WASHINGTON — Washington DC health officials announced Sunday morning that 127 positive new COVID-19 infections had been identified, bringing the total up to 2,793, with five new deaths for a total of 96.
Mayor Muriel Bowser declared a state of emergency on March 11 and issued a stay-home order on March 30 for Washington’s approximately 700,000 residents.
This week she extended the state of emergency through late May and announced that public school buildings would remain closed through the end of the school year.
On Sunday, Bowser announced plans to turn Washington DC’s convention center into a 1,500-bed field hospital.
LONDON — A British doctor held a lone protest outside Prime Minister Boris Johnson’s office Sunday to highlight the lack of personal protective equipment for the country’s medical workers battling the coronavirus outbreak.
Meenal Viz is a junior clinical fellow with the U.K. National Health Service. He wore hospital scrubs and a facemask as he held a hand-drawn sign outside Downing Street that said, “Protect Healthcare Workers.”
She said she was demonstrating for vulnerable members of staff. The British government has been under fire for weeks over the distribution of PPE. At least 50 NHS workers have died after contracting the virus, including a pregnant nurse whose baby was delivered by emergency Caesarean operation.
“We are still in a position where we’re on our knees begging for PPE and if we had enough we wouldn’t have grannies stitching up our masks and we wouldn’t have pensioners raising money for the NHS,” said Viz, who is herself pregnant.
“The government should have been prepared a long time ago and that’s why we are in this position now.”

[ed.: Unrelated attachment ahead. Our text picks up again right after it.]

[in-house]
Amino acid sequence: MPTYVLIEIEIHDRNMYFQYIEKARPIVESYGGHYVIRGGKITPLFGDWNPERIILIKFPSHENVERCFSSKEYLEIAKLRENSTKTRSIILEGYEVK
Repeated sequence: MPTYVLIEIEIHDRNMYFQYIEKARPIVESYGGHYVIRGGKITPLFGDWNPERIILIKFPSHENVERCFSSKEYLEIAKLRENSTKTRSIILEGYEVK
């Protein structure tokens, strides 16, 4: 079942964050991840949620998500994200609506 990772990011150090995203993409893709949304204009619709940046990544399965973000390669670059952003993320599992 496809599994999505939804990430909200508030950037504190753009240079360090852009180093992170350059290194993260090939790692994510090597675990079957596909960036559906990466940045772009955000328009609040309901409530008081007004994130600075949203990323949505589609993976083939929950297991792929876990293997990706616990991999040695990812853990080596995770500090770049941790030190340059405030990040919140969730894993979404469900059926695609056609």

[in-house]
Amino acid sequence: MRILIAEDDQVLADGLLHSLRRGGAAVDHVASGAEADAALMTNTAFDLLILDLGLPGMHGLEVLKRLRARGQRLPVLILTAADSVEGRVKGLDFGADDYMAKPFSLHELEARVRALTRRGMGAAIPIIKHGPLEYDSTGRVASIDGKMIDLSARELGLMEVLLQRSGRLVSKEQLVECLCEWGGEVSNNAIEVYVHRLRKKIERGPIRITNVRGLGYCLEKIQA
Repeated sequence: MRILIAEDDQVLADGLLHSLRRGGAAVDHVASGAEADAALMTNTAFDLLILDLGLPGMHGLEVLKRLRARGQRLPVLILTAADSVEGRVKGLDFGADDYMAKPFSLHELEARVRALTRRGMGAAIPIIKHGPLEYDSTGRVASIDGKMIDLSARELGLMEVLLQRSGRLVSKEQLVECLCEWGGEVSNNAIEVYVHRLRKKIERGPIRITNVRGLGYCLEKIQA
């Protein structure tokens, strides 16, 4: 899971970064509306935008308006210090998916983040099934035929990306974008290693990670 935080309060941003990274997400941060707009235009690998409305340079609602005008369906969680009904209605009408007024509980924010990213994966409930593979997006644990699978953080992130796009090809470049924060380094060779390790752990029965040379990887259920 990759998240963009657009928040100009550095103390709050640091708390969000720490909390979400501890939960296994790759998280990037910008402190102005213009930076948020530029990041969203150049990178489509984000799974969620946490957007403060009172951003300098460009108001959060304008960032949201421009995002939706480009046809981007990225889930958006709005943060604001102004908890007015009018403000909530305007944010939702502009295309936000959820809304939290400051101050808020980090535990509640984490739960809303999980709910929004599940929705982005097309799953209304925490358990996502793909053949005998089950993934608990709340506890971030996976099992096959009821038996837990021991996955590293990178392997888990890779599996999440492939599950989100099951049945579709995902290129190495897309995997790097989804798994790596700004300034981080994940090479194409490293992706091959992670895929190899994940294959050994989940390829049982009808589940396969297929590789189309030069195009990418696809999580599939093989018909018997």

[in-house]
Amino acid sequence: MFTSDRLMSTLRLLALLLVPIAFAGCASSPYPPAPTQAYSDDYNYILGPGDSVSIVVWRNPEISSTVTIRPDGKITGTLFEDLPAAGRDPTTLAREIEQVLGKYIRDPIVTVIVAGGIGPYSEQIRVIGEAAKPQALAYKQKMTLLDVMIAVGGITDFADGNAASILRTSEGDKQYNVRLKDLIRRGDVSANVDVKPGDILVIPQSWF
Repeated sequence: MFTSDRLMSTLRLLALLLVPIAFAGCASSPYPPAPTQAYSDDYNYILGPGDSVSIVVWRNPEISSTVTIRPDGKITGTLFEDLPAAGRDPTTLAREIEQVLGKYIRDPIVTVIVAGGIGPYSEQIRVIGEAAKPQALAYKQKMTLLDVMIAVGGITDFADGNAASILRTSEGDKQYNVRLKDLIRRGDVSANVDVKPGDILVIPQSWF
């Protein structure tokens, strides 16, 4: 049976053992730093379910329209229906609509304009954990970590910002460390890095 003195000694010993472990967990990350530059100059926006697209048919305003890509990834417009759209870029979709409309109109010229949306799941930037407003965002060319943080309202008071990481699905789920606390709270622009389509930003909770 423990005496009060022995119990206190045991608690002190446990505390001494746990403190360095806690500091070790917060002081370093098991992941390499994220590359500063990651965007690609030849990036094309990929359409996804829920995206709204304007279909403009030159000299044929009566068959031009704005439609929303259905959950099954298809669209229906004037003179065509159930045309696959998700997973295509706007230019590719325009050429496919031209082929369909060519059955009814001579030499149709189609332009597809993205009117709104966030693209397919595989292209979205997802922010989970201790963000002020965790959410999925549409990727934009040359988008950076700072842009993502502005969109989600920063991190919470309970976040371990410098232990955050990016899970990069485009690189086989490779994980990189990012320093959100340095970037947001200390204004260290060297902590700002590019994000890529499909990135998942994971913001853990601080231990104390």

British officials are scrambling to source equipment and said a consignment of 84 tons, including 400,000 gowns, is on its way from Turkey.
PARIS — France will make an exception to its strict virus confinement measures to allow families to visit relatives in nursing homes starting Monday.
More than 7,000 people believed to have the virus have died in French nursing homes, without family at their sides because of virus protection measures.
France banned all nursing home visits early in the pandemic, and many residents have been confined to their rooms for weeks, because the virus has been especially dangerous for the elderly. Several other European countries hard-hit by the virus have imposed similar bans.
Health Minister Olivier Veran acknowledged the danger of isolation for care home residents, and announced Sunday that visits will be allowed starting Monday “under extremely limited conditions.”
No more than two family members will be allowed, and they will not be able to touch their elderly loved ones, he said.
LONDON — Britain reported 596 more coronavirus-related hospital deaths on Sunday to raise the total to 16,060.
The health department’s latest daily number is down 292 from the previous day’s 888 deaths. Britain posted a record daily death toll of 980 just over a week ago.
Sunday’s count is the lowest since April 6 when 439 deaths were reported.